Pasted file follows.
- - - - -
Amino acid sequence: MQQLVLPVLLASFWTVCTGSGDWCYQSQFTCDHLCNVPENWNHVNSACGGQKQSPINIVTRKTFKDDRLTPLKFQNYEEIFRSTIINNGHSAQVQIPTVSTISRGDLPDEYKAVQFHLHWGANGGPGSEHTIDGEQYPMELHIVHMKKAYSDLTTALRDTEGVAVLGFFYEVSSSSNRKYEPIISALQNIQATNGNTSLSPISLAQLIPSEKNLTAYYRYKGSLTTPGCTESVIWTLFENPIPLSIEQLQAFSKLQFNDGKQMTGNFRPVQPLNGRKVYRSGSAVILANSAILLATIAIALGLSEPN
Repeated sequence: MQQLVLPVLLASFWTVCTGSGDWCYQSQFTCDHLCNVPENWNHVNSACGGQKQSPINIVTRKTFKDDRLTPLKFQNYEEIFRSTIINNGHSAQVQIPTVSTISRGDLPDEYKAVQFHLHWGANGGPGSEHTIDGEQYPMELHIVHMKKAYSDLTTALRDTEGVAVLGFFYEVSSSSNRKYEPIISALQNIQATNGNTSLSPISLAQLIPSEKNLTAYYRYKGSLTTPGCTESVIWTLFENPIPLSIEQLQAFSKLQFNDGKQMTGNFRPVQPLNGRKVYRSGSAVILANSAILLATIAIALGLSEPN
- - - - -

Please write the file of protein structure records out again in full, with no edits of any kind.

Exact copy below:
Amino acid sequence: MQQLVLPVLLASFWTVCTGSGDWCYQSQFTCDHLCNVPENWNHVNSACGGQKQSPINIVTRKTFKDDRLTPLKFQNYEEIFRSTIINNGHSAQVQIPTVSTISRGDLPDEYKAVQFHLHWGANGGPGSEHTIDGEQYPMELHIVHMKKAYSDLTTALRDTEGVAVLGFFYEVSSSSNRKYEPIISALQNIQATNGNTSLSPISLAQLIPSEKNLTAYYRYKGSLTTPGCTESVIWTLFENPIPLSIEQLQAFSKLQFNDGKQMTGNFRPVQPLNGRKVYRSGSAVILANSAILLATIAIALGLSEPN
Repeated sequence: MQQLVLPVLLASFWTVCTGSGDWCYQSQFTCDHLCNVPENWNHVNSACGGQKQSPINIVTRKTFKDDRLTPLKFQNYEEIFRSTIINNGHSAQVQIPTVSTISRGDLPDEYKAVQFHLHWGANGGPGSEHTIDGEQYPMELHIVHMKKAYSDLTTALRDTEGVAVLGFFYEVSSSSNRKYEPIISALQNIQATNGNTSLSPISLAQLIPSEKNLTAYYRYKGSLTTPGCTESVIWTLFENPIPLSIEQLQAFSKLQFNDGKQMTGNFRPVQPLNGRKVYRSGSAVILANSAILLATIAIALGLSEPN